La Feria News

Types of bulbs suited to our year round growing season

By ANN JOHNSTON
LFN

An excellent type of perennials to grow in our Lower Rio Grande Valley are bulbs. Our mild winters suit many bulbs for growing outside in the ground. Most soils that are well-drained grow bulbs well. Our year-round growing season is perfect for all but the bulbs that need a dormant season.

Caladiums are tubers with heart shaped colorful leaves. Grown for these leaves, you should pinch off flower buds. They prefer shade and warm weather! Photos: Ann Johnston / LFN

There are 5 types of bulbs:

• Onions, garlic, tulips, and amaryllis are True Bulbs. They have a tissue papery skin called a “tunic” that protects the bulb. The bulb grows outward from the middle in circular rings that provide food for the plant.

Suggestion: Cut open an onion from top to bottom and compare to the diagram supplied for this article.

• Corms look like true bulbs but they don’t grow in outward circular rings. They are solid inside like a water chestnut. The top side of a corm has the appearance of a bullseye with buds coming out of the center top. Baby corms (cormels) grow down around the roots at the bottom. Some corms are waterlilies, gladiolus, coccus, and freesias.

Shell ginger is a rhizome grown for its leaves. It enjoys sun and spreads easily.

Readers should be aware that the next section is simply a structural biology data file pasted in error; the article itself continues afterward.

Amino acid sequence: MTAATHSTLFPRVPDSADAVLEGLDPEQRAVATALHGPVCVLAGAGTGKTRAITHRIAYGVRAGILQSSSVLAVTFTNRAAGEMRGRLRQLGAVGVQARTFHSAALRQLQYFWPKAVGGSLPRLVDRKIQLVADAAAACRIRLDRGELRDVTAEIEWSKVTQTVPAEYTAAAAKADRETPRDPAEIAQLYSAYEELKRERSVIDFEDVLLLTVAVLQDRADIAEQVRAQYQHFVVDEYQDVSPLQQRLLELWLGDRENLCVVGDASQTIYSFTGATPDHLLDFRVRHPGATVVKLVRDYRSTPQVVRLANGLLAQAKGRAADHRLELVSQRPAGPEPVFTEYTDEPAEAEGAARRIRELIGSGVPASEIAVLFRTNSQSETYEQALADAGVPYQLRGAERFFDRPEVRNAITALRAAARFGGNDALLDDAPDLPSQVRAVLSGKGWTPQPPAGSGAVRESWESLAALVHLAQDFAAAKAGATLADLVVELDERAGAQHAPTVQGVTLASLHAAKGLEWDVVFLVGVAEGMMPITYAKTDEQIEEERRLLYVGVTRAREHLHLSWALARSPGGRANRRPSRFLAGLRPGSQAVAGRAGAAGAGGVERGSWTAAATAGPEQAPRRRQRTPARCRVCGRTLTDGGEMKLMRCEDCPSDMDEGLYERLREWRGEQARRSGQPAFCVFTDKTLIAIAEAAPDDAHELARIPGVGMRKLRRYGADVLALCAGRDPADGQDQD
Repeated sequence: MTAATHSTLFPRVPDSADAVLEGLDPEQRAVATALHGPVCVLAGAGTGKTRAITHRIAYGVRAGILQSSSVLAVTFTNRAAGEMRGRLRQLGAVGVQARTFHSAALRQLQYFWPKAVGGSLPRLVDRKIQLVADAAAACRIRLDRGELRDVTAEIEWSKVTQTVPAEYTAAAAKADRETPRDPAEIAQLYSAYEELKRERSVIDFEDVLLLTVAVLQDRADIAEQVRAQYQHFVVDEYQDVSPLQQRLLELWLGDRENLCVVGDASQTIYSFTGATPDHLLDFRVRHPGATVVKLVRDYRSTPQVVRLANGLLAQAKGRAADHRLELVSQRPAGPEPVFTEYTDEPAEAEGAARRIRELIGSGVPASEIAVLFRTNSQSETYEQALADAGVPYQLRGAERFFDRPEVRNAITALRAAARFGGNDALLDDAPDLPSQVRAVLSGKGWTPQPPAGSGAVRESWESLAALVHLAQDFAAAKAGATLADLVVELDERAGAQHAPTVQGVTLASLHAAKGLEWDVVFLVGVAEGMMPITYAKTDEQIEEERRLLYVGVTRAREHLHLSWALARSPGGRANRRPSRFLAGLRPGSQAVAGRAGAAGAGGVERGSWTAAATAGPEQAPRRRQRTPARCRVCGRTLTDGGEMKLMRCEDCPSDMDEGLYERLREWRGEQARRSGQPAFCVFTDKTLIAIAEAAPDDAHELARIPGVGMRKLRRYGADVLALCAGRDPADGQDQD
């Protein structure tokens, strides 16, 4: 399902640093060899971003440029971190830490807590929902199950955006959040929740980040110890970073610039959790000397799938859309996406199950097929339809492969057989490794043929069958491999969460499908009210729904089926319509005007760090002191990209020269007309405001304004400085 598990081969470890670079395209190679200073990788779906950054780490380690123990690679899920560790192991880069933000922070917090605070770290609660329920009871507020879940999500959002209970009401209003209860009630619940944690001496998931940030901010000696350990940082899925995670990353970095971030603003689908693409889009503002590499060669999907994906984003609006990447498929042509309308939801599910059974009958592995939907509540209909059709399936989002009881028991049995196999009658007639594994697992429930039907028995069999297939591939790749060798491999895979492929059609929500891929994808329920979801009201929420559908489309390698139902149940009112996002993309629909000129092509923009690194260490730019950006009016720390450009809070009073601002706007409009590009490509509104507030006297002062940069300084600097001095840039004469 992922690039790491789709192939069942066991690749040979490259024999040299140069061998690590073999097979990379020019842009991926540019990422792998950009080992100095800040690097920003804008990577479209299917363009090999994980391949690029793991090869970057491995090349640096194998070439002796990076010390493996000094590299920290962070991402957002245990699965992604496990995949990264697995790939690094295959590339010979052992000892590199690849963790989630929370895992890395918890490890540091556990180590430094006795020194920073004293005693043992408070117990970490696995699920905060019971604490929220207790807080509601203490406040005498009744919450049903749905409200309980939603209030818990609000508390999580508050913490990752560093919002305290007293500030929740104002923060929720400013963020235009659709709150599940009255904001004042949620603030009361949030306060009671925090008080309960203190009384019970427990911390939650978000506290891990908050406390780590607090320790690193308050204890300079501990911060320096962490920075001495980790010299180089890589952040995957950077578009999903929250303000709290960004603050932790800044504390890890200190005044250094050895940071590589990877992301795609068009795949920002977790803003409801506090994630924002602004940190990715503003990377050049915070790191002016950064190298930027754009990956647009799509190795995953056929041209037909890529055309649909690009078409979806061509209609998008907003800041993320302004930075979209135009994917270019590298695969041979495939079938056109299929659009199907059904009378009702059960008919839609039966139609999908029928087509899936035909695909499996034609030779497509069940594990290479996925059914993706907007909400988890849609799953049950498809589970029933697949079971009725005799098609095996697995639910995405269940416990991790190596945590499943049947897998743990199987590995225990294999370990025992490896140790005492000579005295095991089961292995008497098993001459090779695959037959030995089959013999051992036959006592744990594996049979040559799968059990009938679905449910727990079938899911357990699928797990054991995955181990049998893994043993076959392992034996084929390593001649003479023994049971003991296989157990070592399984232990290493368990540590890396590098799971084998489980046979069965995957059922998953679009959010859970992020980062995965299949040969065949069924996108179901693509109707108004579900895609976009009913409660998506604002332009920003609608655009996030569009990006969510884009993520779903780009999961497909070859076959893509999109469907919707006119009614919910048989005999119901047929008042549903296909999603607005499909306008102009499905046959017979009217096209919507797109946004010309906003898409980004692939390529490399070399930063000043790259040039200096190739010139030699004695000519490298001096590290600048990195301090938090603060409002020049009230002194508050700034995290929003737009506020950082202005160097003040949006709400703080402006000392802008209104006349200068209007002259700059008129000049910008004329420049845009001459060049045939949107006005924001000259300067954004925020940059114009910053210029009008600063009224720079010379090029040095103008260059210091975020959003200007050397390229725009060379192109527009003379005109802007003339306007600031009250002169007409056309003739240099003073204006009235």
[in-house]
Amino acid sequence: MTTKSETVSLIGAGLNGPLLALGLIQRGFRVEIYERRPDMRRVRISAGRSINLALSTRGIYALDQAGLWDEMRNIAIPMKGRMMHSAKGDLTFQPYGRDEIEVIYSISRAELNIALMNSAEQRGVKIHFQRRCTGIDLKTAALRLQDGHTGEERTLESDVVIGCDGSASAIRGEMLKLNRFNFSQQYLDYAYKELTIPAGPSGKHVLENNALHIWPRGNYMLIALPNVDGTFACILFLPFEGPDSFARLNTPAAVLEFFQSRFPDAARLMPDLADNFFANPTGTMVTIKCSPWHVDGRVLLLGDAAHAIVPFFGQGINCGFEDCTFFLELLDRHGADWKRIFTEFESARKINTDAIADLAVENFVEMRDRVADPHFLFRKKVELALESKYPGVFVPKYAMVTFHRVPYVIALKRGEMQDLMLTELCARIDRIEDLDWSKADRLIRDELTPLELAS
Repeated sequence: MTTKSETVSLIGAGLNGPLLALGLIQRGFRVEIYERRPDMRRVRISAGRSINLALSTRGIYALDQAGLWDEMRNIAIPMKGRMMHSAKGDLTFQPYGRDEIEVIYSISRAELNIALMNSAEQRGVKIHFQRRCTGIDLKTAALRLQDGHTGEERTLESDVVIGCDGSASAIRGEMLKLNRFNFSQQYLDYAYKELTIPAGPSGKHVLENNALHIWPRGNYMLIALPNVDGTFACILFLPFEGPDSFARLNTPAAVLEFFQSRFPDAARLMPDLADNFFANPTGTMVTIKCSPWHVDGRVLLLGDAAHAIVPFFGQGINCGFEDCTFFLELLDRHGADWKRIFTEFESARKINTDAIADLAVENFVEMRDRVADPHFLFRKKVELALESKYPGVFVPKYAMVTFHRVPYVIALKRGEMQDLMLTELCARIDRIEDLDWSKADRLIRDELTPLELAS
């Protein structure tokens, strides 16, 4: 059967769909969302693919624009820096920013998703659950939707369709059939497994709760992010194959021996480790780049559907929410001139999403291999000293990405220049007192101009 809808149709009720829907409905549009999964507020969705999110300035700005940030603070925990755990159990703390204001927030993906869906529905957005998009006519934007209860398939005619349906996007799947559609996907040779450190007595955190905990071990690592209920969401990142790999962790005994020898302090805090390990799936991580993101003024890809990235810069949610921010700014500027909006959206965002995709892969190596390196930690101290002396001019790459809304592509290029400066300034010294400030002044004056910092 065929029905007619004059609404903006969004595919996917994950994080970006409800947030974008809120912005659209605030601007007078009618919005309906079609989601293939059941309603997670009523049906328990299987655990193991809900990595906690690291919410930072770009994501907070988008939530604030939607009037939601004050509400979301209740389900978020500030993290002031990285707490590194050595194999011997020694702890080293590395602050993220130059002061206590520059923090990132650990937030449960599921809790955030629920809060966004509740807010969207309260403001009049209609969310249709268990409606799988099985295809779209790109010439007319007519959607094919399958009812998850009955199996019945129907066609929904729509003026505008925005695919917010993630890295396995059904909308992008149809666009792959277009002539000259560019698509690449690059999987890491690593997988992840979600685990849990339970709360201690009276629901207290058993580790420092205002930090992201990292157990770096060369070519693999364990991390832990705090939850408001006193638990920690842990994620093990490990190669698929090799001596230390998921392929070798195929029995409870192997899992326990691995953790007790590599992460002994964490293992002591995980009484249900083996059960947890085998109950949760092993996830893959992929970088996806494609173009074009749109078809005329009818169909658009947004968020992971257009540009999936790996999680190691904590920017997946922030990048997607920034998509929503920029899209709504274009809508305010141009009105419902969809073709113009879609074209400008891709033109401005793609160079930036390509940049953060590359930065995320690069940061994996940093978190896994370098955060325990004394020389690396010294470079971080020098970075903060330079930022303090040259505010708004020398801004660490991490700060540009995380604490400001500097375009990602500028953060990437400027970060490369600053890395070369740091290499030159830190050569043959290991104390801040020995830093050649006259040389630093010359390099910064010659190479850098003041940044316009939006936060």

• Another type is rhizomes. They have elongated underground stems. They sometimes appear above ground like cattails. The roots grow horizontally underground and spread easily. Canna lilies, mint, Bermuda grass are all rhizomes. They can become invasive.

• Tubers are underground stems but not a stem base like corms. Multiple “eyes” (buds) are scattered over the tuber surface as in potatoes. They are flowering plants but prefer spring time sunlight and temperatures in the Valley. They are usually grown as annuals here. Examples are potatoes, begonias, cyclamen, anemones and oxalis.

Tuberous roots form their roots around a central stem. Sweet potatoes, dahlias, agapanthus, and daylilies are all tuberous roots.

The showy Blood Lily, South African Pincushion flower, or Fireball Lily is a bulb that can grow in the ground or a pot. It sends up its flower in the early spring before any of its leaves appear. So mark the spot where it is planted!

• Suggestions: There are many catalogues by mail or on-line to help you find different examples of bulbs usually not available at local garden stores. Oakes Daylilies and K. Van Bourgondien are but two reputable sources. oldhousegardens.com is a wonderful site offering heirloom bulbs.

These catalogues and websites will also give you histories of the bulbs that are very interesting. For instance, daylilies were documented in China for thousands of years before they were carried over to Europe. They didn’t come to North America until the mid-twentieth century.

Come again next week through the Garden Gate for more hints and suggestions for gardening in our Magic Valley.

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